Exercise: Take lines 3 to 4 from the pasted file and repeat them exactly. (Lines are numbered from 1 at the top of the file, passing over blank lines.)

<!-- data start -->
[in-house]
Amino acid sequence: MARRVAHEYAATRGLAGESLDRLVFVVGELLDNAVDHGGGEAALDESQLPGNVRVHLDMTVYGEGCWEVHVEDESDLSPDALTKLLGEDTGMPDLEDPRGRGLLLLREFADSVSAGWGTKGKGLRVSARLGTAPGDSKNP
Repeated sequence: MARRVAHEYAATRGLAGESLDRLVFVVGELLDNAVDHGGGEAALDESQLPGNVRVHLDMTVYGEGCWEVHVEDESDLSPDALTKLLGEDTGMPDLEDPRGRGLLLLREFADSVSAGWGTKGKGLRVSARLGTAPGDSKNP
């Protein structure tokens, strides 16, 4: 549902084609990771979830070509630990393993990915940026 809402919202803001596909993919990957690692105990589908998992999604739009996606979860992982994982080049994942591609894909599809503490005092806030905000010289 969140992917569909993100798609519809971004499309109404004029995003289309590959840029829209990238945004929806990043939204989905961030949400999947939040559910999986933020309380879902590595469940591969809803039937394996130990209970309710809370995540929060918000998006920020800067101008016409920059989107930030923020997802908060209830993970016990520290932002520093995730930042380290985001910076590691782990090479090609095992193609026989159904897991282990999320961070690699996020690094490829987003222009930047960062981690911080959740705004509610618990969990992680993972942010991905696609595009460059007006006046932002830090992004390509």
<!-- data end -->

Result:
Repeated sequence: MARRVAHEYAATRGLAGESLDRLVFVVGELLDNAVDHGGGEAALDESQLPGNVRVHLDMTVYGEGCWEVHVEDESDLSPDALTKLLGEDTGMPDLEDPRGRGLLLLREFADSVSAGWGTKGKGLRVSARLGTAPGDSKNP
């Protein structure tokens, strides 16, 4: 549902084609990771979830070509630990393993990915940026 809402919202803001596909993919990957690692105990589908998992999604739009996606979860992982994982080049994942591609894909599809503490005092806030905000010289 969140992917569909993100798609519809971004499309109404004029995003289309590959840029829209990238945004929806990043939204989905961030949400999947939040559910999986933020309380879902590595469940591969809803039937394996130990209970309710809370995540929060918000998006920020800067101008016409920059989107930030923020997802908060209830993970016990520290932002520093995730930042380290985001910076590691782990090479090609095992193609026989159904897991282990999320961070690699996020690094490829987003222009930047960062981690911080959740705004509610618990969990992680993972942010991905696609595009460059007006006046932002830090992004390509």